Dispatches from the Competition Front
In July and August, after not competing for almost two years, I decided to jump into my first series of competitions at my new rank. It was an intimidating, exhausting, but ultimately productive endeavor that has brought new focus (and angst) to my jiu jitsu practice.
Even though I’ve competed before, this new batch of competitions was definitely a different experience. Overall, it was positive and I have no regrets despite losing the majority of my matches. For one, my coach showed up to coach me, even driving several hours to Philly to do so. I felt incredibly grateful and supported by my teammates who came to support me for the tournament in Virginia, even if they weren’t competing themselves. Finally, I competed solo for the first time at an IBJJF tournament in Austin, without any coaches or teammates on competition day. My coach called in the night before to make sure that I was mentally prepared.
In past competitions, I would feel a need to compete again after a loss. It was not because I was motivated to compete again — rather, it was that I couldn’t accept the reality that I had primarily lost due to a gap in technique. This time, after doing three competitions in close succession, I was able to accept the reality that my technique needed a lot of work, and that I had not lost because I was too nervous, in the wrong weight class, or had no coach. I recognized that instead of competing again, the best chance for improvement would be to take those lessons and seriously work at my weaknesses in training.
As a result of this realization, I’ve been focusing on a sincere effort to improve. That process has been uncomfortable and exhausting, though now I’m starting to see some improvements, which is good.
Trying to improve is uncomfortable because I don’t like admitting that I don’t know everything. So much of my formative years was learning how to do things by myself, and admitting that I didn’t know wasn’t a viable option. Now that I have more resources as an adult, I’m still very much aware of when I try to protect myself by trying to give the impression that I know all the answers. In that sense, working on my weaknesses, with the help of my training partners, is an act of vulnerability.
Trying to improve is exhausting because as much as I try to shortcut and optimize the learning process, I’ve realized that at my current level, it takes a fair bit of note-taking, drilling, and specific sparring to actually ingrain new patterns into my psyche. It takes time. I try to watch instructionals now on the same day as training because it shortens the amount of time I have to daydream that I can actually get the technique right on the first few attempts. There are times that I want to pretend that I’m naturally gifted, or that I can learn things faster because I have a certain foundation, but struggle seems to be the norm of my learning.
As I accept these things about myself, that I was bested in competition through shortcomings of my own, I’m also trying to be compassionate to myself. One trap that I fell into in past times was destroying my confidence in the process of analyzing my faults. However, I see now that critique does not have to be equated with personal failure, even if I felt like that in the past when I had very little confidence to begin with. Berating myself, it turns out, doesn’t really increase my potential of improving my technique. If anything, this “meanie approach” decreases the possibility because I end up with little to no motivation.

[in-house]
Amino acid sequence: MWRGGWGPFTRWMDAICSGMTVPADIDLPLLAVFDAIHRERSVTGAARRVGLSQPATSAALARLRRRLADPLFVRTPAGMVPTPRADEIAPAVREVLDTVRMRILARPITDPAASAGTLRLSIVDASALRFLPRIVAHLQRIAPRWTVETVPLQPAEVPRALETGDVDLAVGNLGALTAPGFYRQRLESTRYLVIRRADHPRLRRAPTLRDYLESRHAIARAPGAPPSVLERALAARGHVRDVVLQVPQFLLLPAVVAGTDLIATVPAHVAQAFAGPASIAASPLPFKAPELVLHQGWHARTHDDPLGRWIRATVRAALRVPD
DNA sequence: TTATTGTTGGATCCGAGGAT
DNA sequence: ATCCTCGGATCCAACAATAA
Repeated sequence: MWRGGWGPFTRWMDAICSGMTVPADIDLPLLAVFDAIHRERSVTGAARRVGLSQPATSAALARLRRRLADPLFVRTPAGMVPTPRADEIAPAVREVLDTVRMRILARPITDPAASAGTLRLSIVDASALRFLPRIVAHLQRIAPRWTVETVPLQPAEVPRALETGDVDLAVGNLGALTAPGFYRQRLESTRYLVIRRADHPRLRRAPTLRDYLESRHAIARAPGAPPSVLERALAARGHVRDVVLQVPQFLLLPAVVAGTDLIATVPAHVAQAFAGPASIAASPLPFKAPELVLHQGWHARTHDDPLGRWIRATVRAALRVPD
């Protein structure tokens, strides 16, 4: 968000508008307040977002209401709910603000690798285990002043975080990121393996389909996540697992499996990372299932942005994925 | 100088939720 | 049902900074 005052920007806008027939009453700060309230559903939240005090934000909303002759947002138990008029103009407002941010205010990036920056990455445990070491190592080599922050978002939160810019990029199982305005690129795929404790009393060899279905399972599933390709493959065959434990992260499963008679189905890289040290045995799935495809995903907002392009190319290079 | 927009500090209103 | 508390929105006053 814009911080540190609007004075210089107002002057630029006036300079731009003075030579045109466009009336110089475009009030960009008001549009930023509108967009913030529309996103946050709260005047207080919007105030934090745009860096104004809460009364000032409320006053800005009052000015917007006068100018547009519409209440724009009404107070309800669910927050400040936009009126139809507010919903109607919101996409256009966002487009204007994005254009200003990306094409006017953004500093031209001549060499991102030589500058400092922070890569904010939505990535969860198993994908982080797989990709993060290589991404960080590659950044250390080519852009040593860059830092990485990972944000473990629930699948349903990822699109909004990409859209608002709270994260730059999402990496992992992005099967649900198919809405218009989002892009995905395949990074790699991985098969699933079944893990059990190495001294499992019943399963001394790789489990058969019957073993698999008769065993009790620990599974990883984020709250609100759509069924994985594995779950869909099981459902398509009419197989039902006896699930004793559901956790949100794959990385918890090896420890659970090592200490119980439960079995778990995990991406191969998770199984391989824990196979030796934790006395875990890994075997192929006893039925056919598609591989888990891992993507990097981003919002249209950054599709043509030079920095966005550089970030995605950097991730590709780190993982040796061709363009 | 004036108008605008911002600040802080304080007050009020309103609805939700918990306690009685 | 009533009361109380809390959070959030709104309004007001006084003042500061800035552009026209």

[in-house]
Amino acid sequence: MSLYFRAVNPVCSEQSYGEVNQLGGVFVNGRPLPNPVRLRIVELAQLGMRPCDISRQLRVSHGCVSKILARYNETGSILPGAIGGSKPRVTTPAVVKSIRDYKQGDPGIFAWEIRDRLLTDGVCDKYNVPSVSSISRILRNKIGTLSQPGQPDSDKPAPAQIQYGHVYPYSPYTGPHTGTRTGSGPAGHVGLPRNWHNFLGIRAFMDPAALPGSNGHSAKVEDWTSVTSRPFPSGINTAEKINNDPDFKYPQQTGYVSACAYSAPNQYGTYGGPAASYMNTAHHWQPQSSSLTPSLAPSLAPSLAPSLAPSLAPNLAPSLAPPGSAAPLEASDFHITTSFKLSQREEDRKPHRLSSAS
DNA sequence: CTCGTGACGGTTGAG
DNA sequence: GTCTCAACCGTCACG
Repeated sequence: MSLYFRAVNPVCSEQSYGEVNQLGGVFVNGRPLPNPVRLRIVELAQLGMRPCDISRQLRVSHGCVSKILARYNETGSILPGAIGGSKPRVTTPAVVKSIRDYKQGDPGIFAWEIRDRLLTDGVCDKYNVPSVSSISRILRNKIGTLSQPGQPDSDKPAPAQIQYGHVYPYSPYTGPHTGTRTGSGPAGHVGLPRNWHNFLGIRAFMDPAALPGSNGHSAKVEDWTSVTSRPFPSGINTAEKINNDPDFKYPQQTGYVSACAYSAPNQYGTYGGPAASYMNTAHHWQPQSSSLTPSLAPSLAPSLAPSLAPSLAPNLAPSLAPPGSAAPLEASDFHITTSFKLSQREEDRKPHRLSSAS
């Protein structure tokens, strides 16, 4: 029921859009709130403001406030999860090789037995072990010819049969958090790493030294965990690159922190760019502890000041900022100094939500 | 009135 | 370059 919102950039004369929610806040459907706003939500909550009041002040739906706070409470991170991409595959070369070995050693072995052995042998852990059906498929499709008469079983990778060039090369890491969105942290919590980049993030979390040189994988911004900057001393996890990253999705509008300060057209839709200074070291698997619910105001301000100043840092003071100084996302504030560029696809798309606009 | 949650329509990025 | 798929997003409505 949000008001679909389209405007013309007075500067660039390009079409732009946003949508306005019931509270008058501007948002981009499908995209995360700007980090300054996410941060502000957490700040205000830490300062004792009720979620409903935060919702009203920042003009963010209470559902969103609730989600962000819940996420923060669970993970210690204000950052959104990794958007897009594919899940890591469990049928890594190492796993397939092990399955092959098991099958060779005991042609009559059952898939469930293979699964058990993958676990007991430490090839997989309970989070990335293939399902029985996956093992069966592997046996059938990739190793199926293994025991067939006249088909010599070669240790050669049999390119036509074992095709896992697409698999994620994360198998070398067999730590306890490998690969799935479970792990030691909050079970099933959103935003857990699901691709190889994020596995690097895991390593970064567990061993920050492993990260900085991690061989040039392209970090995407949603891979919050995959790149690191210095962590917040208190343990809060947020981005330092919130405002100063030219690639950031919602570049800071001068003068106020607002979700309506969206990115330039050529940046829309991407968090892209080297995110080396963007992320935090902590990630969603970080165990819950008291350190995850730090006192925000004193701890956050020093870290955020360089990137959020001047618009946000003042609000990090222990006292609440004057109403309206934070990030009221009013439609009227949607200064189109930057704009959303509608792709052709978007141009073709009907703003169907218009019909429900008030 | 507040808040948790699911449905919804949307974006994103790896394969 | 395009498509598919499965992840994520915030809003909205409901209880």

As an alternative, I’ve been trying to transform my experience into more of a game, where challenges are seen as welcome opportunities. Every time I encounter a difficult situation in practice (or life) I reward myself Adversity Points for getting through. Then, when I’ve decided that I’ve racked up enough APs, I can give myself a reward.
For instance, looking back at last week’s practice, I would give myself:
🔼 50 points for not losing my cool when I got a bike tire flat and still making alternative arrangements to get to class
🔼 20 points for delaying instant gratification and actually watching instructional footage before open mat instead of playing Zelda
🔼 40 points for trying something new against a new training partner
🔼 100 points for working on how to increase my tempo and energy expenditure when sparring, including asking people for advice and doing soul-searching
I think the biggest change I’ve seen between the old days and now is that I’m using post-comp data as a chance to work on myself, both technically and personally. To accept some hard truths and work to change them, if I wanted to. To show commitment across not just a few days, but consistently over several weeks to make real progress.
There's no failure in sports. You know, there's good days, bad days. Some days you are able to be successful, some days you're not. Some days it’s your turn, some days it’s not your turn. And that's what sports is about. You don't always win; some other team’s gonna win. - Giannis Antetokounmpo